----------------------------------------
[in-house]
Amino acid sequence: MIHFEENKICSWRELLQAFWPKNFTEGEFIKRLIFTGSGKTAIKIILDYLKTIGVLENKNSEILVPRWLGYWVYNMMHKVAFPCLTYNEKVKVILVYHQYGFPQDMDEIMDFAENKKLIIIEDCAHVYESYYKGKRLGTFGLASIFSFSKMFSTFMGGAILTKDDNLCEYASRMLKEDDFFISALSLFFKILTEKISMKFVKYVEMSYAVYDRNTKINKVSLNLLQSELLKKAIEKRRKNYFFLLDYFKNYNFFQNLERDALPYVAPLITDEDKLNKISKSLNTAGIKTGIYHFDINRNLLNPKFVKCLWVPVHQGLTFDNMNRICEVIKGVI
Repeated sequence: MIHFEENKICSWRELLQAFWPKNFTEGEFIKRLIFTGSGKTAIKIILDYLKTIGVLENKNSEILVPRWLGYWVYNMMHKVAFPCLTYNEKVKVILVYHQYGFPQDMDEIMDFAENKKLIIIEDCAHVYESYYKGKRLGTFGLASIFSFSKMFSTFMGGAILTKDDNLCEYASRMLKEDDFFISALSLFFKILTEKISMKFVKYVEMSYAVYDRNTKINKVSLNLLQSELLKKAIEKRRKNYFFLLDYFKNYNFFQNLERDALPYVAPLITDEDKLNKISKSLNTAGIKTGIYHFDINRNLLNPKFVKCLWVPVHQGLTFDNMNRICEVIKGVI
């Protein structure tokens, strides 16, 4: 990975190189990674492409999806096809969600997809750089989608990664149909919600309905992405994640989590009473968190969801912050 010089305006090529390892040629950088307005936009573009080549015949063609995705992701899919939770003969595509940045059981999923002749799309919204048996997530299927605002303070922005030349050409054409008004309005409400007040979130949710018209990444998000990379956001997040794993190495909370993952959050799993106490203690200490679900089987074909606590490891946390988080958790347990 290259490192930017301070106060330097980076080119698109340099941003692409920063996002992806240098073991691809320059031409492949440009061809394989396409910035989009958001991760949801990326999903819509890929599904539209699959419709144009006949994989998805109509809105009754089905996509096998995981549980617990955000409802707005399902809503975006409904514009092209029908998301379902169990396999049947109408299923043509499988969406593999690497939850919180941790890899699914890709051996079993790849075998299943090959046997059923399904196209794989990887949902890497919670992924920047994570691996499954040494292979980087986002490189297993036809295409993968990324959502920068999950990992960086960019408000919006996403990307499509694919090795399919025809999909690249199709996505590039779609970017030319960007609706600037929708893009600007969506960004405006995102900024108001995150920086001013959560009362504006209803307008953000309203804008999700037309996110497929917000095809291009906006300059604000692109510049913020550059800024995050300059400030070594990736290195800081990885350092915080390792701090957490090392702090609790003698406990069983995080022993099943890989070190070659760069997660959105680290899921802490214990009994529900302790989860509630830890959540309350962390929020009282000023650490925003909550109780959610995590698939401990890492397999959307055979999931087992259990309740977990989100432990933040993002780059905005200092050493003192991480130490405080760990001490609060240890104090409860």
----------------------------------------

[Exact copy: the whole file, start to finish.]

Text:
[in-house]
Amino acid sequence: MIHFEENKICSWRELLQAFWPKNFTEGEFIKRLIFTGSGKTAIKIILDYLKTIGVLENKNSEILVPRWLGYWVYNMMHKVAFPCLTYNEKVKVILVYHQYGFPQDMDEIMDFAENKKLIIIEDCAHVYESYYKGKRLGTFGLASIFSFSKMFSTFMGGAILTKDDNLCEYASRMLKEDDFFISALSLFFKILTEKISMKFVKYVEMSYAVYDRNTKINKVSLNLLQSELLKKAIEKRRKNYFFLLDYFKNYNFFQNLERDALPYVAPLITDEDKLNKISKSLNTAGIKTGIYHFDINRNLLNPKFVKCLWVPVHQGLTFDNMNRICEVIKGVI
Repeated sequence: MIHFEENKICSWRELLQAFWPKNFTEGEFIKRLIFTGSGKTAIKIILDYLKTIGVLENKNSEILVPRWLGYWVYNMMHKVAFPCLTYNEKVKVILVYHQYGFPQDMDEIMDFAENKKLIIIEDCAHVYESYYKGKRLGTFGLASIFSFSKMFSTFMGGAILTKDDNLCEYASRMLKEDDFFISALSLFFKILTEKISMKFVKYVEMSYAVYDRNTKINKVSLNLLQSELLKKAIEKRRKNYFFLLDYFKNYNFFQNLERDALPYVAPLITDEDKLNKISKSLNTAGIKTGIYHFDINRNLLNPKFVKCLWVPVHQGLTFDNMNRICEVIKGVI
């Protein structure tokens, strides 16, 4: 990975190189990674492409999806096809969600997809750089989608990664149909919600309905992405994640989590009473968190969801912050 010089305006090529390892040629950088307005936009573009080549015949063609995705992701899919939770003969595509940045059981999923002749799309919204048996997530299927605002303070922005030349050409054409008004309005409400007040979130949710018209990444998000990379956001997040794993190495909370993952959050799993106490203690200490679900089987074909606590490891946390988080958790347990 290259490192930017301070106060330097980076080119698109340099941003692409920063996002992806240098073991691809320059031409492949440009061809394989396409910035989009958001991760949801990326999903819509890929599904539209699959419709144009006949994989998805109509809105009754089905996509096998995981549980617990955000409802707005399902809503975006409904514009092209029908998301379902169990396999049947109408299923043509499988969406593999690497939850919180941790890899699914890709051996079993790849075998299943090959046997059923399904196209794989990887949902890497919670992924920047994570691996499954040494292979980087986002490189297993036809295409993968990324959502920068999950990992960086960019408000919006996403990307499509694919090795399919025809999909690249199709996505590039779609970017030319960007609706600037929708893009600007969506960004405006995102900024108001995150920086001013959560009362504006209803307008953000309203804008999700037309996110497929917000095809291009906006300059604000692109510049913020550059800024995050300059400030070594990736290195800081990885350092915080390792701090957490090392702090609790003698406990069983995080022993099943890989070190070659760069997660959105680290899921802490214990009994529900302790989860509630830890959540309350962390929020009282000023650490925003909550109780959610995590698939401990890492397999959307055979999931087992259990309740977990989100432990933040993002780059905005200092050493003192991480130490405080760990001490609060240890104090409860």